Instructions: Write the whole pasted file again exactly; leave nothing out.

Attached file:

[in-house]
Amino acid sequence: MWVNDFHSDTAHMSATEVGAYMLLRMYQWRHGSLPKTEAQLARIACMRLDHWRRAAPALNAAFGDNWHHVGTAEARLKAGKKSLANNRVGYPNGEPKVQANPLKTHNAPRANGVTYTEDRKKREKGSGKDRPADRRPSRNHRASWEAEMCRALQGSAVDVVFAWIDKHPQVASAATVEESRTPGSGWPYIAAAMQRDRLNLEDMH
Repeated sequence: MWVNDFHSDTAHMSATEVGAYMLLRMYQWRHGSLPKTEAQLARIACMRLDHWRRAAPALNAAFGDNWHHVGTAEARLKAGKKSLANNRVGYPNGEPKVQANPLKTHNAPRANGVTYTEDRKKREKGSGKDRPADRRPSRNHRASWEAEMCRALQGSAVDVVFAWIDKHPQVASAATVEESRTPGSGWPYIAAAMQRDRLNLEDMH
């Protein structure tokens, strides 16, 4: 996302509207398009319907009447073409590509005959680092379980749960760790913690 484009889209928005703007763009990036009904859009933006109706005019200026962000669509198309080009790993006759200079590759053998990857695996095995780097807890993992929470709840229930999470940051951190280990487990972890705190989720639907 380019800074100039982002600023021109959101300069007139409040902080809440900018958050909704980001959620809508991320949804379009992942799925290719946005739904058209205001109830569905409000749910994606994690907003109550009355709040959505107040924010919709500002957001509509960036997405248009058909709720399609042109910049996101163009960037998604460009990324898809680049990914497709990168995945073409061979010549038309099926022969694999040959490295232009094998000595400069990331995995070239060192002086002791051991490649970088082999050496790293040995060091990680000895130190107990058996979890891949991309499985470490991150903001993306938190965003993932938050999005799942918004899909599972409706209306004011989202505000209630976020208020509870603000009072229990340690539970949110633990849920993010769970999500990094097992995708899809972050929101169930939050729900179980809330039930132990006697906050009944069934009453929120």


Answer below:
[in-house]
Amino acid sequence: MWVNDFHSDTAHMSATEVGAYMLLRMYQWRHGSLPKTEAQLARIACMRLDHWRRAAPALNAAFGDNWHHVGTAEARLKAGKKSLANNRVGYPNGEPKVQANPLKTHNAPRANGVTYTEDRKKREKGSGKDRPADRRPSRNHRASWEAEMCRALQGSAVDVVFAWIDKHPQVASAATVEESRTPGSGWPYIAAAMQRDRLNLEDMH
Repeated sequence: MWVNDFHSDTAHMSATEVGAYMLLRMYQWRHGSLPKTEAQLARIACMRLDHWRRAAPALNAAFGDNWHHVGTAEARLKAGKKSLANNRVGYPNGEPKVQANPLKTHNAPRANGVTYTEDRKKREKGSGKDRPADRRPSRNHRASWEAEMCRALQGSAVDVVFAWIDKHPQVASAATVEESRTPGSGWPYIAAAMQRDRLNLEDMH
């Protein structure tokens, strides 16, 4: 996302509207398009319907009447073409590509005959680092379980749960760790913690 484009889209928005703007763009990036009904859009933006109706005019200026962000669509198309080009790993006759200079590759053998990857695996095995780097807890993992929470709840229930999470940051951190280990487990972890705190989720639907 380019800074100039982002600023021109959101300069007139409040902080809440900018958050909704980001959620809508991320949804379009992942799925290719946005739904058209205001109830569905409000749910994606994690907003109550009355709040959505107040924010919709500002957001509509960036997405248009058909709720399609042109910049996101163009960037998604460009990324898809680049990914497709990168995945073409061979010549038309099926022969694999040959490295232009094998000595400069990331995995070239060192002086002791051991490649970088082999050496790293040995060091990680000895130190107990058996979890891949991309499985470490991150903001993306938190965003993932938050999005799942918004899909599972409706209306004011989202505000209630976020208020509870603000009072229990340690539970949110633990849920993010769970999500990094097992995708899809972050929101169930939050729900179980809330039930132990006697906050009944069934009453929120």